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My mommy’s a girl

My three-year old granddaughter, Paisley, is…shall we say, a handful. She is the most “independent” thinker I’ve ever met. Adults included. She takes issue when you state the obvious. Like in her little over-acting three-year old mind, she already knows the answer so why do you insist on voicing it?

Example: Paisley: Mommy saw a bug and screamed like a girl.
               Me (grandma): Mommy is a girl.
               Paisley (complete with eye rolling): I know. That’s why she screamed.

Gotta love this child. She got aggravated because I was telling her something she already knew. Much the same way a reader will feel when they’re beat over the head with information they already know. If your character, John, gets up from the couch to go get a beer in the kitchen, do you have to tell the reader he opens the fridge? No. It’s obvious. Unless he keeps his stash in a Styrofoam cooler, which might be an interesting side note. I like to refer to this type narrative as stage directions: he got up, went into the kitchen, opened the fridge, removed a beer…works great on a stage. Not so much in a book.

I’d rather know why John wanted a beer than read a step-by-step narrative of his physical  motions in his trek to get the beer. Hard day at work? If he worked at all…perhaps he lost his job? Maybe he just wanted to drink a cold one while he watched the game? What game? Baseball? Football? Each of these little tidbits adds characterization to John, turning him into a three dimensional character. Rather than just someone who got up off the couch, went into the kitchen, opened the fridge…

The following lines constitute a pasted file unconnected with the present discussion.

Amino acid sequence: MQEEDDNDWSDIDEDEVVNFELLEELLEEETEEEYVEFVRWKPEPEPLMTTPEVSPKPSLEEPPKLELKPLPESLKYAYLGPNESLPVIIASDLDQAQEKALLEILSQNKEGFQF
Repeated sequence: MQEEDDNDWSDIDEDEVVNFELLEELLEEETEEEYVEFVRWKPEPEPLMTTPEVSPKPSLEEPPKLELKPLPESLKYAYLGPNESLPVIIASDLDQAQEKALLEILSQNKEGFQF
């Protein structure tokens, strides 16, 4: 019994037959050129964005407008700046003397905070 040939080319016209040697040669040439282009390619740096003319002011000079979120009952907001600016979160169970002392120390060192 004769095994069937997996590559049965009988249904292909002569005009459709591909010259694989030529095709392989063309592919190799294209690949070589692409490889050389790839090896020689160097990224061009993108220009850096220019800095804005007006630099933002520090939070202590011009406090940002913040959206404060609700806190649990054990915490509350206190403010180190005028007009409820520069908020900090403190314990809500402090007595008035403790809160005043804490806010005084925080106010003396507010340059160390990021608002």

Happy Writing!

 My beautiful little Paisley with her little brother, Aiden. They were fascinated by the printer.

Lynn C Willis – Fiction Writer: What was the question?

Lynn C Willis – Fiction Writer: What was the question?: Have you ever talked with someone who rambles? They ask a question at the beginning of the conversation but don’t give you a chance to respo…

What was the question?

Have you ever talked with someone who rambles? They ask a question at the beginning of the conversation but don’t give you a chance to respond until it’s too late. Too late meaning you’ve forgotten what the question is!

I see this often in written dialog, too. The writer will have Character A ask a question or say something that needs/deserves/warrants a response from Character B, followed by several lines of narrative. By the time we get to Character B’s response, we readers forget what he/she is responding to. And you never want the reader to have to go back and re-read a passage for it to make sense. It interrupts the flow. Do it too much, and they’ll stop going back and simply return the book to the bookshelf.

Example:  “So how do you take your coffee?” John asked. He pulled two mugs from the cabinet. One, his prized NY Yankees mug with the embossed logo, the other one a black one with the green logo of the furniture company he used to work for. That was back in his married days. He was a single man now and rather enjoying his new life.